Serrano was a critic of the Bush administration's approach to handling President Hugo Chávez of Venezuela. In 2005, while the Venezuelan President was in New York City speaking before the United Nations, the congressman invited him to his district to speak to his constituency.[22] After Chávez' death, Serrano published condolences via Twitter describing him as a leader who "understood the needs of the poor. He was committed to empowering the powerless. R.I.P. Mr. President."[23] His statements prompted a response from the Republican National Committee that described Serrano's tweet as "simply insulting that a Democrat Congressman would praise the authoritarian ruler Hugo Chávez."[24]

Serrano has been critical of Brazil's president Jair Bolsonaro. In March 2019 he and 29 other Democratic lawmakers wrote a letter to Secretary of State Mike Pompeo that read in part, "Since the election of far-right candidate Jair Bolsonaro as president, we have been particularly alarmed by the threat Bolsonaro’s agenda poses to the LGBTQ+ community and other minority communities, women, labor activists, and political dissidents in Brazil."[25][26]

Committee assignments

Caucus memberships

Party leadership

  • Senior Whip

Personal life

Serrano's son, José M. Serrano, is a member of the New York State Senate. In addition to José Marco, Serrano has four other children.

In March 2019, Serrano announced that he had been diagnosed with Parkinson's disease and would not seek re-election in 2020.[32]

See also


  1. ^ Archived 2014-07-14 at the Wayback Machine
  2. ^ "Hispanic Americans". House Press Gallery. Retrieved 8 January 2019.
  3. ^ Brown, Nicole (July 16, 2019). "With Rep. José Serrano retiring, candidates vie for South Bronx congressional seat". AM New York. Retrieved 2 August 2019.
  4. ^ "Our Campaigns - NY District 18 Special Race - Mar 20, 1990". Retrieved 2018-10-22.
  5. ^ "Political Profile of Jose Serrano, Government & Politics -". Retrieved 2018-10-22.
  6. ^ "Bronx General Election Results". Retrieved 2018-10-22.
  7. ^ Hicks, Jonathan P. "Seeing Double on Ballot: Similar Names Sow Confusion". Retrieved 2018-10-22.
  8. ^ a b CBS 60 Minutes, Rep. Flake On Cutting Congressional Pork. Consulted on June 27, 2007.
  9. ^ Rep. Jose Serrano: One of Three Congress members to Vote for Immediate U.S. Troop Withdrawal from Iraq Archived 2005-12-01 at the Wayback Machine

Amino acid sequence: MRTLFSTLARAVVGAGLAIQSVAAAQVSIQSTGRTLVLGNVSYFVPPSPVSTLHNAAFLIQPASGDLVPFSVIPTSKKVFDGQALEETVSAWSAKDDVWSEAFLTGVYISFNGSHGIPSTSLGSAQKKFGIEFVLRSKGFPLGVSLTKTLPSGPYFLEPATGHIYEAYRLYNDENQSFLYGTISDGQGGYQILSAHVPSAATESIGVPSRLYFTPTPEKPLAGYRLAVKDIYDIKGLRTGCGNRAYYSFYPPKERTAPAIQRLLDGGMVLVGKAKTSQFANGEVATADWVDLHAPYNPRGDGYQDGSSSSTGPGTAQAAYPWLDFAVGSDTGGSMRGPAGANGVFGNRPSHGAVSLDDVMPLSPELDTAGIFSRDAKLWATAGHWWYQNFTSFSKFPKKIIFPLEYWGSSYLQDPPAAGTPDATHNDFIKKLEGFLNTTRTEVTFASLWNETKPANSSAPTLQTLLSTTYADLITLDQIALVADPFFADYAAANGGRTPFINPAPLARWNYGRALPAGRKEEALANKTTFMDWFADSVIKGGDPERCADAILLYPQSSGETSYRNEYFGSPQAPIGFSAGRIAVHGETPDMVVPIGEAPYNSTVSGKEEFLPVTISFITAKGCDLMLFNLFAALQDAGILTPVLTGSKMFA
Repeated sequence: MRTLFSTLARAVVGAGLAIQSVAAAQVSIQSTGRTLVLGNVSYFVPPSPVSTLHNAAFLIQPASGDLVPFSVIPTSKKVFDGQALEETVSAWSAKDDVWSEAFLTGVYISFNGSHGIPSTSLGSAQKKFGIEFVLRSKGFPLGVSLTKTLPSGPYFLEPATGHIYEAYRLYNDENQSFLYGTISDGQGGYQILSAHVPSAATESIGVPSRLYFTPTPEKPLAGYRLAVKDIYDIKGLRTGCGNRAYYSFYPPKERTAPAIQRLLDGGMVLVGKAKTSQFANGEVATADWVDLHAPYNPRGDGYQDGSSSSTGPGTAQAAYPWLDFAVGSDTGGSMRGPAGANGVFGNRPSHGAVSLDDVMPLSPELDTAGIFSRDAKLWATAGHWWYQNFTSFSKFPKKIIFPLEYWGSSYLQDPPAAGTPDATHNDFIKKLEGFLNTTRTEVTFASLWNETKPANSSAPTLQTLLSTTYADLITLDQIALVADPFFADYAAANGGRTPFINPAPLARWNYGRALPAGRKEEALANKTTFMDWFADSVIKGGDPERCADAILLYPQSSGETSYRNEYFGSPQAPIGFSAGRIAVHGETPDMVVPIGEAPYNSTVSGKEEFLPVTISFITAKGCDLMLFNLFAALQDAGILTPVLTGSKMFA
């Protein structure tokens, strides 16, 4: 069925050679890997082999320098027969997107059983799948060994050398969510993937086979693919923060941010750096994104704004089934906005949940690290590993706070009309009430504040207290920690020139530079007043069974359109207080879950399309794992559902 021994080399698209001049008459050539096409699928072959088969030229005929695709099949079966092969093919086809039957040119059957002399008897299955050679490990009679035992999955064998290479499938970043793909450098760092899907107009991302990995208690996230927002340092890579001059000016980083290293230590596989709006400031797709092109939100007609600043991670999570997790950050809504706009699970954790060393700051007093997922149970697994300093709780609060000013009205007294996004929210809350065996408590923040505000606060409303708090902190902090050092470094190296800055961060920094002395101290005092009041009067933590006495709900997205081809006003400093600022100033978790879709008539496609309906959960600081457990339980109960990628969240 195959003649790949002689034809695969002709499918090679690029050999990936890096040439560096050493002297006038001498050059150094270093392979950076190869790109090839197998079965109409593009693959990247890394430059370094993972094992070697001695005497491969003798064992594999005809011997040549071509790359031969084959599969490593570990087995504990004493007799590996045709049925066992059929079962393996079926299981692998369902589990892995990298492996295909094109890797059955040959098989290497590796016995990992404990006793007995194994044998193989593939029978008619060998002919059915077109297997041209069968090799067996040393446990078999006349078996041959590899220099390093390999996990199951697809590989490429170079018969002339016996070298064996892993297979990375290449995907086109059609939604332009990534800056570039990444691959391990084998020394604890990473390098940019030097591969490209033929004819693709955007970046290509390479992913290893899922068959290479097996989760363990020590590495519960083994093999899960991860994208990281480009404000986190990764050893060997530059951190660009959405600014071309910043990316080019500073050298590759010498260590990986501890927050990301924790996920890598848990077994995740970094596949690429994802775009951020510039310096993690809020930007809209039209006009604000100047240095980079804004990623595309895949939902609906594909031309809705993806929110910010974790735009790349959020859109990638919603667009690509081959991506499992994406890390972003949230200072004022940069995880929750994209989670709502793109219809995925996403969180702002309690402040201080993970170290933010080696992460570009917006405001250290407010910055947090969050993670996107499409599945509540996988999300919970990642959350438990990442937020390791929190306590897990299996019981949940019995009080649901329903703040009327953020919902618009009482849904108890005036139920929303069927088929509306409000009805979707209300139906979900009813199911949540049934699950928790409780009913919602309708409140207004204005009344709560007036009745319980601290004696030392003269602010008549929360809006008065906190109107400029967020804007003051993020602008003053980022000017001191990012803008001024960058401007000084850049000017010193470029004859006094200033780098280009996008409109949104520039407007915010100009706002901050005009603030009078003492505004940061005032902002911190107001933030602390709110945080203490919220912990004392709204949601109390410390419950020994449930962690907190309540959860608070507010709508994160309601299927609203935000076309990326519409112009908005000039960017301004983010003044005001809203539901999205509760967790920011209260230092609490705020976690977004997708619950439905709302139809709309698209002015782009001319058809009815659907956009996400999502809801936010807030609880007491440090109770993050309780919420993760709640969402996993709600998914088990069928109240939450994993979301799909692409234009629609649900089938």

10. ^ "H.J.Res. 19 (105th): Proposing an amendment to the Constitution of the United States to repeal the twenty-second article of amendment, ..."
  11. ^ "H.J.Res. 17 (106th): Proposing an amendment to the Constitution of the United States to repeal the twenty-second article of amendment, ..."
  12. ^ "H.J.Res. 4 (107th): Proposing an amendment to the Constitution of the United States to repeal the twenty-second article of amendment, ..."
  13. ^ "H.J.Res. 11 (108th): Proposing an amendment to the Constitution of the United States to repeal the twenty-second article of amendment, ..."
  14. ^ "H.J.Res. 9 (109th): Proposing an amendment to the Constitution of the United States to repeal the twenty-second article of amendment, ..."
  15. ^ "H.J.Res. 8 (110th): Proposing an amendment to the Constitution of the United States to repeal the twenty-second article of amendment, ..."
  16. ^ "H.J.Res. 5 (111th): Proposing an amendment to the Constitution of the United States to repeal the twenty-second article of amendment, ..."
  17. ^ "H.J.Res. 17 (112th): Proposing an amendment to the Constitution of the United States to repeal the twenty-second article of amendment, ..."
  18. ^ "H.J.Res. 15 (113th): Proposing an amendment to the Constitution of the United States to repeal the twenty-second article of amendment, ..."
  19. ^ "H. J. Res. 5: Proposing an amendment to the Constitution of the United States to repeal the twenty-second..." 2009-01-06. Retrieved 2010-08-23.
  20. ^ 112th Congress (2011–2012): H.J. Res. 17
  21. ^ After 200 Years, a Beaver Is Back in New York City
  22. ^ |url= Insider |date=March 5, 2013}}
  23. ^ "World leaders pay tribute to Hugo Chavez as wave of grief washes over Latin America". 2012-10-24. Retrieved 2013-03-06.
  24. ^ LoGiurato, Brett (2013-03-05). "DEMOCRATIC CONGRESSMAN: Hugo Chavez Was 'Committed To Empowering The Powerless'". Business Insider. Retrieved 2018-10-19.
  25. ^ "Brazil's far-right president tweeted out a pornographic video to condemn Carnival". Vox. March 6, 2019.
  26. ^ "Reps. Susan Wild and Ro Khanna Urge Sec. of State Pompeo to Condemn Human Rights Abuses in Brazil".
  27. ^ "Members". Congressional Hispanic Caucus. Archived from the original on 15 May 2018. Retrieved 15 May 2018.
  28. ^ "Caucus Members". Congressional Progressive Caucus. Retrieved 30 January 2018.
  29. ^ "Membership". Congressional Arts Caucus. Archived from the original on 20 January 2019. Retrieved 13 March 2018.
  30. ^ "Members". Afterschool Alliance. Retrieved 17 April 2018.
  31. ^ "Our Members". U.S. House of Representatives International Conservation Caucus. Archived from the original on 1 August 2018. Retrieved 5 August 2018.
  32. ^ Greenwood, Max (March 25, 2019). "José Serrano says he has Parkinson's, will not seek reelection". The Hill. Retrieved March 25, 2019.

External links

New York State Assembly
Preceded by
Eugenio Alvarez
Member of the New York Assembly
from the 75th district

Succeeded by
John C. Dearie
Preceded by
John Brian Murtaugh
Member of the New York Assembly
from the 73rd district

Succeeded by
David Rosado
U.S. House of Representatives
Preceded by
Robert García
Member of the U.S. House of Representatives
from New York's 18th congressional district

Succeeded by
Nita Lowey
Preceded by
Charles Rangel
Member of the U.S. House of Representatives
from New York's 16th congressional district

Succeeded by
Eliot Engel
Preceded by
Solomon P. Ortiz
Chair of the Congressional Hispanic Caucus
Succeeded by
Ed Pastor
Preceded by
Charles Rangel
Member of the U.S. House of Representatives
from New York's 15th congressional district

Succeeded by
Ritchie Torres
This page was last edited on 22 April 2021, at 13:52